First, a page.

The purpose of this paper is to explore public opinions on globalization among citizens from East Asia, and to investigate factors that affect their global attitude. Using the 2008 data of East Asia Social Survey (EASS) encompassing China, Japan, South Korea, and Taiwan, this paper investigates antecedents (e.g., demographics, cultural values, and out-group contact) affecting people’s evaluation of globalization. It continues the current line of cross-national research seeking to understand the correlates, manifestations, and implications of attitudes toward globalization in an important yet under-studied region. A three-pronged analytic framework is presented; influential theoretical perspectives and established individual and cultural contributors are addressed to organize the analyses.

Themes of Globalization

Globalization means different things to different people (Greenfield & Pringle 2001). According to Giddens, globalization refers to “the intensification of worldwide social relations which link distant localities in such a way that local happenings are shaped by events occurring many miles away and vice versa” (2003: 64). Held et al. (1999: 483) define globalization as “a process (or set of processes) that embody a transformation in the spatial organization of social relations and transactions, generating transcontinental or interregional flows and networks of activity, interaction, and power”. It is realized in both definitions that globalization cannot be interpreted only the extension of economic activities across national boundaries. Rather, the process is motivated by a mixture of cultural, economic and political influences.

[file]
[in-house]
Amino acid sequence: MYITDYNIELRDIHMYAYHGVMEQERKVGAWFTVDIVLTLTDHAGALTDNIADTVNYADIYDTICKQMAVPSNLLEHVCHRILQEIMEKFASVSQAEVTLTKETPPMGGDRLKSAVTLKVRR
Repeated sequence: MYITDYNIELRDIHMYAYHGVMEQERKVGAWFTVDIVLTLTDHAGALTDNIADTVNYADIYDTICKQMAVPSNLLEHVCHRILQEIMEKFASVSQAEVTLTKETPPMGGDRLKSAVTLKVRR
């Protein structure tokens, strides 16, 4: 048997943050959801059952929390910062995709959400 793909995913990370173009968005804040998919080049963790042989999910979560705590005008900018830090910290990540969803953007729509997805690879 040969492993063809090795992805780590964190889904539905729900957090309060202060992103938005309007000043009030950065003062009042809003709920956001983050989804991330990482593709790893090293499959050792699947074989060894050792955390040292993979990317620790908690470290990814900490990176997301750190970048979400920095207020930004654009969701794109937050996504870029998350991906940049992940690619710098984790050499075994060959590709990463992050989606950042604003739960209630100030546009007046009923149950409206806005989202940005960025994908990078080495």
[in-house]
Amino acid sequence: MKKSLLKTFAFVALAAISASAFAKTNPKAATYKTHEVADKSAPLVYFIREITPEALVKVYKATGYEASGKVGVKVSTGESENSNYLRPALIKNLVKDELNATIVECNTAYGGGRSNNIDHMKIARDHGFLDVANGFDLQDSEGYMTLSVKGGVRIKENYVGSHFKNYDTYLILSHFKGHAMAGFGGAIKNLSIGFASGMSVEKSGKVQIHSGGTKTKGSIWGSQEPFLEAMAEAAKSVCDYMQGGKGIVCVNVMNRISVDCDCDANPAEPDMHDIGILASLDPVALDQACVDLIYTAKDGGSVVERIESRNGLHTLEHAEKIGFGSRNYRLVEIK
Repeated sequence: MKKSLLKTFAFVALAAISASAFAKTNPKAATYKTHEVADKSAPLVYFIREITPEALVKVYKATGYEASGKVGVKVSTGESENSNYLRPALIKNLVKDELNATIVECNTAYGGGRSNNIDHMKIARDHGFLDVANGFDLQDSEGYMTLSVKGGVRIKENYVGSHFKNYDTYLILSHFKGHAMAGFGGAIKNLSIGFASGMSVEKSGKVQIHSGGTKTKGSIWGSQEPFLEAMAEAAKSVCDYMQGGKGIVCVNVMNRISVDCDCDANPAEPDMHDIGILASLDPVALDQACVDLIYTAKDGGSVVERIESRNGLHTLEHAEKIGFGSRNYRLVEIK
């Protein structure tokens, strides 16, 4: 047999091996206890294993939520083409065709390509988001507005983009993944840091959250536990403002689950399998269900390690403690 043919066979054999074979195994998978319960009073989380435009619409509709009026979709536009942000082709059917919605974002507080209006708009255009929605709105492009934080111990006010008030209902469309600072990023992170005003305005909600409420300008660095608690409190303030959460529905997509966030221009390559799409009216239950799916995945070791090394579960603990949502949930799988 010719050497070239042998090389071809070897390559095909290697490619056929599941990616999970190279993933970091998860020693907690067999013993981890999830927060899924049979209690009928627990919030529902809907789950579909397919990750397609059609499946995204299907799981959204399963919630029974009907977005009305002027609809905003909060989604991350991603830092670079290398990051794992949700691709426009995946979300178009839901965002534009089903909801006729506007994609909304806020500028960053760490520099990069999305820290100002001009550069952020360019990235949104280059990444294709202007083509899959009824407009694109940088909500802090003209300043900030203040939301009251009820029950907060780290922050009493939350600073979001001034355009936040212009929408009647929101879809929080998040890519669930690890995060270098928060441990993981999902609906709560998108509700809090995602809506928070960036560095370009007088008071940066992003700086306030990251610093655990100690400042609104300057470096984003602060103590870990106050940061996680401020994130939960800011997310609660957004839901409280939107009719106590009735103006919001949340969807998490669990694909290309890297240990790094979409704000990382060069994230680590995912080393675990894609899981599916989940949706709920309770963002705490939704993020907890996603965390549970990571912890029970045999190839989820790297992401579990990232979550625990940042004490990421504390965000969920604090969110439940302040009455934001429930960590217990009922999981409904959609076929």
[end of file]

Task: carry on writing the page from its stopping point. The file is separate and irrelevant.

Opinions about globalization vary widely as well: it can be beneficial and/or harmful to the population most affected by it. As Guillen (2001) concludes, “globalization is one of the most contested topics in the social science” (236). After a thorough investigation, Held et al. (1999) maintains that “no single coherent theory of globalization exists” (436). There is no theory of globalization that commands common assent. Extant studies represent three distinctive sets of understandings, explanations and argument around globalization. The hyperglobalisers (e.g., Ohmae 1995) consider globalization as the end of the nation state and the disciplines of the global marketplace are increasingly imposed on people everywhere. The sceptics (e.g., Hirst & Thompson 1996) argue against this view, maintaining that national governments are still very powerful and play a significant role in supporting globalization. The transformationlists see globalization as “historically unprecedented” (Held et al. 1999: 2), such that state-power and societies globally are involved in a process of profound change as they adapt to a world that is far more interconnected than previously (e.g., Giddens 2003).